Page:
# domain and range

• Aug 26th 2008, 03:25 AM
sjenkins
domain and range
Find domain and range

f(x){-1,x<=1
3x+2,-1<x<1
7-2x, x>=1}

• Aug 26th 2008, 03:39 AM
Moo
Hello,
Quote:

Originally Posted by sjenkins
Find domain and range

f(x){-1,x<=-1
3x+2,-1<x<1
7-2x, x>=1}

For the domain, it's just the values x can take.

For the range... if x<=-1, then f(x)=-1. Thus the range contains -1.

f(x)=3x+2 if -1<x<1, that is to say -1<3x+2<5. This is part of the range too.

f(x)=7-2x if x>=1, that is to say 7-2x<=5. This actually gives the whole range.
• Aug 26th 2008, 03:49 AM
sjenkins
Functions have always been a particularly weak spot for me, I am not quite understanding. At first, I thought the domain was any number, but now I'm thinking -1,1. For the range, if 7-2x<=5, x would have to be 1 or less, right?
• Aug 26th 2008, 03:55 AM
Moo
Quote:

Originally Posted by sjenkins
Functions have always been a particularly weak spot for me, I am not quite understanding. At first, I thought the domain was any number, but now I'm thinking -1,1. For the range, if 7-2x<=5, x would have to be 1 or less, right?

$\displaystyle f(x)=\left\{ \begin{array}{lll} -1 \quad & \quad x \le -1 \\ 3x+2 \quad & -1<x<1 \\ 7-2x \quad & \quad x \ge 1 \end{array} \right.$

$\displaystyle x \le -1$ is like $\displaystyle ]-\infty~,-1]$, $\displaystyle -1<x<1$ is like $\displaystyle (-1~,1)$ and $\displaystyle x \ge 1$ is like $\displaystyle [1~,+\infty[$

So x can be any number in $\displaystyle \mathbb{R}$ (the set of real numbers).

Why would the range have been only -1 and 1 ? On the contrary, it's the values that would have been controversary because we're not sure the function is continuous at these points. In fact, it is.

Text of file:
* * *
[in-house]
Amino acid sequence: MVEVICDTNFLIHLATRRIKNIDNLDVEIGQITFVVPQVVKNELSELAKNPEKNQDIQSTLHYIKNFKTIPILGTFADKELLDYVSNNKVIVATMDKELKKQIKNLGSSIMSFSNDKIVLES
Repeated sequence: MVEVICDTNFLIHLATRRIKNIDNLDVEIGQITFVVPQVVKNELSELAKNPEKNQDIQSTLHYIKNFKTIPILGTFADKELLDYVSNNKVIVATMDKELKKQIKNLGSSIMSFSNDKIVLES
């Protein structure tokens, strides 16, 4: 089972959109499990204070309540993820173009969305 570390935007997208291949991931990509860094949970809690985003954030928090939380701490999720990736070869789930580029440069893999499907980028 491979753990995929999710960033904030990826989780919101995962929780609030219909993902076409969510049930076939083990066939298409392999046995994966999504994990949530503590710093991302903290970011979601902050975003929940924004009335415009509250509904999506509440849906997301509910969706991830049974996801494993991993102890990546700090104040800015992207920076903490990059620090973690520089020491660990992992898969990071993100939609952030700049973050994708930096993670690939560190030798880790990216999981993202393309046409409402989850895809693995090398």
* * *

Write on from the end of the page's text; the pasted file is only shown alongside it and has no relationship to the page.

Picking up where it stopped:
You're told that if x>=1, then f(x)=7-2x. So find out what values 7-2x can take if x>=1. This gives 7-2x<=5
• Aug 26th 2008, 04:47 AM
sjenkins
Okay, maybe I should start from the beginning, for the given function, isn't the first number (or expression) the lowest number that can be used for the domain? And the second, the largest? That's why I picked -1 and 1 because in the first expression the number is -1 and in the last it is 1. I'm just really not sure. Isn't the range the result of what you put into the function?
• Aug 26th 2008, 04:54 AM
Moo
Quote:

Originally Posted by sjenkins
Okay, maybe I should start from the beginning, for the given function, isn't the first number (or expression) the lowest number that can be used for the domain? And the second, the largest? That's why I picked -1 and 1 because in the first expression the number is -1 and in the last it is 1. I'm just really not sure. Isn't the range the result of what you put into the function?

Yes. This means that you want the different values that f(x) can have.

For any value of x that is inferior to -1, the function is -1
For any value of x that is superior to -1 and inferior to 1, we have :
$\displaystyle -1<x<1 \implies -3<3x<3 \implies -1<\underbrace{3x+2}_{f(x) \text{ for } -1<x<1}<5$. So the different values of f(x) while -1<x<1 are all the values within -1 and 5.

So far, the range is $\displaystyle [-1~,5)$.

For any value of x that is superior to 1, we have :
$\displaystyle x \ge 1 \implies 2x \ge 2 \implies -2x \le -2 \implies \underbrace{7-2x}_{f(x) \text{ for } x \ge 1} \le 5$. So the different values of f(x) while $\displaystyle x \ge 1$ are all the values inferior to 5.

So we have $\displaystyle f(x) \le 5$ if $\displaystyle x \ge 1$, which $\displaystyle f(x) \in (-\infty~,5]$

The range will be the union of these two intervals :
$\displaystyle R=[-1~,5) \cup (-\infty~,5]=(-\infty~,5]$

Is it clear enough ? (Worried)
• Aug 26th 2008, 05:17 AM
sjenkins
Where did the 5 come from in -1<3x+2<5? I'm sorry, I really am trying to understand this.
• Aug 26th 2008, 05:27 AM
Moo
Quote:

Originally Posted by sjenkins
Where did the 5 come from in -1<3x+2<5?

I added 2 to each side (3+2), like I did for 7-2x :)

Quote:

I'm sorry, I really am trying to understand this.
You don't have to be sorry, it's a good thing ! (Wink)